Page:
What will you all do if youâ€™re locked out the entire season or even forever? I know youâ€™re saying â€œLord, please donâ€™t let that happen.â€
Why should you all not unify and marshal your resources. Instead of sitting by the phone, counting the days till the lockout ends, how about you all have your own meetings about launching your own league? Iâ€™m no expert in what it would take to start it, but Iâ€™m sure something could be done. Heck, we once had Negro Leagues before we integrated with White only leagues, so whatâ€™s the difference? Instead of possibly running to the CBA, how about running your own? Just a thought.
Many Black players don’t keep in mind that their careers won’t last forever. A lot of them, not just in sports but in entertainment as well, forget that one day they’re not going to be on top. How about partnering with groups aimed at establishing a connection between Black organizations, Black businesses and the Black professional athletes to help players maximize their personal development while becoming useful contributors to the Black community?
This lockout presents a time for serious reflection on this.
Do something for your own people. Not just a weekend basketball or football camp, but something with a serious economic and social impact. Black people need affordable, safe and clean housing. We have schools without books and urban districts shutting down. We have HBCUs struggling to pay their bills. Our people need employment. We need support for programs that will provide our youth with alternatives to violence year round. Every community recycles their dollars with their own people. Thatâ€™s not racism, thatâ€™s intelligence.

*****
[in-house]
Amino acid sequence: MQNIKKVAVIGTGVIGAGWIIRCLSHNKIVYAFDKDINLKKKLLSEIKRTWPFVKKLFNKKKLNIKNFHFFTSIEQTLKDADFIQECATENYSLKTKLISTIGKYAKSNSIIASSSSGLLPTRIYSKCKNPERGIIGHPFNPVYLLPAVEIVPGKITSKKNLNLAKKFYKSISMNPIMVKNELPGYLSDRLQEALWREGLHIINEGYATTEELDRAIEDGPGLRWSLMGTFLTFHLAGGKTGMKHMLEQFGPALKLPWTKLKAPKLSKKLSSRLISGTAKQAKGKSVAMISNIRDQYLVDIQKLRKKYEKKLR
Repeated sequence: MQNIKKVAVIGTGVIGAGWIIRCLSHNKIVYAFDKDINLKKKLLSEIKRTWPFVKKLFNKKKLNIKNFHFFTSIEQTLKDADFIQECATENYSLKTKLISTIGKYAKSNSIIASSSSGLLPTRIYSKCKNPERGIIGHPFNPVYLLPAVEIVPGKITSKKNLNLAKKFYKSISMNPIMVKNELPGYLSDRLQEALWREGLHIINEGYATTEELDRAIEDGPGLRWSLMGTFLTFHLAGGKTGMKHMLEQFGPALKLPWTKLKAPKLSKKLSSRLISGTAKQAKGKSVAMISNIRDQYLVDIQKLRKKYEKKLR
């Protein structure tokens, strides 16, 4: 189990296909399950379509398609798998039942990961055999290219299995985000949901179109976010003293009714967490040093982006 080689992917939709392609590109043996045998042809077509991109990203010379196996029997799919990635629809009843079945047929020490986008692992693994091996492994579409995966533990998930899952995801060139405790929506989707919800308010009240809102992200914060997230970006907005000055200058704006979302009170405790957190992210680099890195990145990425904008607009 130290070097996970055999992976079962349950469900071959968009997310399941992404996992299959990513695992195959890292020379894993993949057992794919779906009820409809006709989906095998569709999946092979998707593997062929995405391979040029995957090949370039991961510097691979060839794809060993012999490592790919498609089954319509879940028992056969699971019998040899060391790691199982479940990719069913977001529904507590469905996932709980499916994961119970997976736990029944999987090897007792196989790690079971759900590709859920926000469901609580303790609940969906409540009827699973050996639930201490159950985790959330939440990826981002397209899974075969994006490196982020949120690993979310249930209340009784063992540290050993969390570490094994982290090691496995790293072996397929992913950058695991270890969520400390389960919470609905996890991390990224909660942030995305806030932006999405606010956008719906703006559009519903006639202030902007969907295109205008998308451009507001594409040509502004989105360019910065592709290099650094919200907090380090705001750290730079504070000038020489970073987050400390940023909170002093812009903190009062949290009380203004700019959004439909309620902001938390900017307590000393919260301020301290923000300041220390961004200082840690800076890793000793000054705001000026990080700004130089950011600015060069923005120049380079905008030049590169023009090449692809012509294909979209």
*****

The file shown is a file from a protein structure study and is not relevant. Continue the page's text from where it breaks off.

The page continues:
While your finances may look healthy right now, too often professional athletes end up broke at the end of their careers, and Black America loses out on your potentially valuable contribution. A report by Sports Illustrated noted that nearly 80 percent of NFL players are on the verge of bankruptcy two years after they retire. NBA players aren’t fairing any better, with 60 percent of its former players ending up broke within five years of retirement.
The Honorable Minister Louis Farrakhan, in a major address on June 26, 2010 in Atlanta titled â€œWho Are the Real Children of Israel?â€, pointed out how Black entertainers, celebrities and sports figures have been exploited, dying broke while their managers and owners end up rich.
â€œThe old strategy was â€˜let them die broke,’ but today, they’ve developed a new strategy: â€˜Let’s make our Negroes richâ€™. I have a list of NBA owners…See it’s like a plantation; you’re just a piece of meat throwing balls in a hoop. â€¦ You’re a rich slave, you’re sharecropping again,â€ the Minister said.
You have to see that there is more to your purpose than just the gift of playing sports. Most people make a true difference by building something that will last beyond them. We all have a role to play.
Unlock your mind.
Photo Credits: Shay Malden